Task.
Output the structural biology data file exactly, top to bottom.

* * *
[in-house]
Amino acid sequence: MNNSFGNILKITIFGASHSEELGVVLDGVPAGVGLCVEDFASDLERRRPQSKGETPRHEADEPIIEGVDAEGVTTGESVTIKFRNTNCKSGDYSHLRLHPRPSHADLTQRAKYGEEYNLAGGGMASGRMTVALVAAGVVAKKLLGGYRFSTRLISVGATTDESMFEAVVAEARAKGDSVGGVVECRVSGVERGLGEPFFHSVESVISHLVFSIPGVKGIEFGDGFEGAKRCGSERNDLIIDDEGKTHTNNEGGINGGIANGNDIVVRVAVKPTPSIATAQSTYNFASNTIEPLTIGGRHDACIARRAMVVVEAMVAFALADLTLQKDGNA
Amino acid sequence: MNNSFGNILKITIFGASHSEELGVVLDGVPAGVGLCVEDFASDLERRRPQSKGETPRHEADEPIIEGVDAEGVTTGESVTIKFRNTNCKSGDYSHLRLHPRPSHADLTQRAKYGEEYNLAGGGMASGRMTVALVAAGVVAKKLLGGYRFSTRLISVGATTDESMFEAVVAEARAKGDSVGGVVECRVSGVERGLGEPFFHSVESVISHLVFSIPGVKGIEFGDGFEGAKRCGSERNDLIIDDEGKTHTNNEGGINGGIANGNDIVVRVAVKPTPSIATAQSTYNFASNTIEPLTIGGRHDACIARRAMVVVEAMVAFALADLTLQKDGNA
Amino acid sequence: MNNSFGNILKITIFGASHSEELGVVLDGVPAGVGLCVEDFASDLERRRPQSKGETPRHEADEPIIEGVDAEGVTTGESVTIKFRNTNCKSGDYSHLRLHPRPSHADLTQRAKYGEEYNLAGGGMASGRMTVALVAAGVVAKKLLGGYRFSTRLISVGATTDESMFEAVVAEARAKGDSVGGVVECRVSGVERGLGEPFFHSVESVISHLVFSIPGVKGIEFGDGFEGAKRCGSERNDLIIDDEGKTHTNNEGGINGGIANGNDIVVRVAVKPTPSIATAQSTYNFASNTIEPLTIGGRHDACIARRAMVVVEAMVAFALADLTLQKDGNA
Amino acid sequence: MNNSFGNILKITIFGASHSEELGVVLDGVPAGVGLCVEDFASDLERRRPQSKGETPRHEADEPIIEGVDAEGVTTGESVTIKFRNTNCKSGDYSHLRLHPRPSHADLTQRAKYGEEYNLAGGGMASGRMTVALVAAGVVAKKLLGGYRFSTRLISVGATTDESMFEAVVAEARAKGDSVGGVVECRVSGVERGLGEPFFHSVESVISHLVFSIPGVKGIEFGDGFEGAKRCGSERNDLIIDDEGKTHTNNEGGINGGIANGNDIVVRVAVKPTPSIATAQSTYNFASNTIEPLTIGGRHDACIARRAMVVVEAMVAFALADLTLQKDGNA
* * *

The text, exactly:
[in-house]
Amino acid sequence: MNNSFGNILKITIFGASHSEELGVVLDGVPAGVGLCVEDFASDLERRRPQSKGETPRHEADEPIIEGVDAEGVTTGESVTIKFRNTNCKSGDYSHLRLHPRPSHADLTQRAKYGEEYNLAGGGMASGRMTVALVAAGVVAKKLLGGYRFSTRLISVGATTDESMFEAVVAEARAKGDSVGGVVECRVSGVERGLGEPFFHSVESVISHLVFSIPGVKGIEFGDGFEGAKRCGSERNDLIIDDEGKTHTNNEGGINGGIANGNDIVVRVAVKPTPSIATAQSTYNFASNTIEPLTIGGRHDACIARRAMVVVEAMVAFALADLTLQKDGNA
Amino acid sequence: MNNSFGNILKITIFGASHSEELGVVLDGVPAGVGLCVEDFASDLERRRPQSKGETPRHEADEPIIEGVDAEGVTTGESVTIKFRNTNCKSGDYSHLRLHPRPSHADLTQRAKYGEEYNLAGGGMASGRMTVALVAAGVVAKKLLGGYRFSTRLISVGATTDESMFEAVVAEARAKGDSVGGVVECRVSGVERGLGEPFFHSVESVISHLVFSIPGVKGIEFGDGFEGAKRCGSERNDLIIDDEGKTHTNNEGGINGGIANGNDIVVRVAVKPTPSIATAQSTYNFASNTIEPLTIGGRHDACIARRAMVVVEAMVAFALADLTLQKDGNA
Amino acid sequence: MNNSFGNILKITIFGASHSEELGVVLDGVPAGVGLCVEDFASDLERRRPQSKGETPRHEADEPIIEGVDAEGVTTGESVTIKFRNTNCKSGDYSHLRLHPRPSHADLTQRAKYGEEYNLAGGGMASGRMTVALVAAGVVAKKLLGGYRFSTRLISVGATTDESMFEAVVAEARAKGDSVGGVVECRVSGVERGLGEPFFHSVESVISHLVFSIPGVKGIEFGDGFEGAKRCGSERNDLIIDDEGKTHTNNEGGINGGIANGNDIVVRVAVKPTPSIATAQSTYNFASNTIEPLTIGGRHDACIARRAMVVVEAMVAFALADLTLQKDGNA
Amino acid sequence: MNNSFGNILKITIFGASHSEELGVVLDGVPAGVGLCVEDFASDLERRRPQSKGETPRHEADEPIIEGVDAEGVTTGESVTIKFRNTNCKSGDYSHLRLHPRPSHADLTQRAKYGEEYNLAGGGMASGRMTVALVAAGVVAKKLLGGYRFSTRLISVGATTDESMFEAVVAEARAKGDSVGGVVECRVSGVERGLGEPFFHSVESVISHLVFSIPGVKGIEFGDGFEGAKRCGSERNDLIIDDEGKTHTNNEGGINGGIANGNDIVVRVAVKPTPSIATAQSTYNFASNTIEPLTIGGRHDACIARRAMVVVEAMVAFALADLTLQKDGNA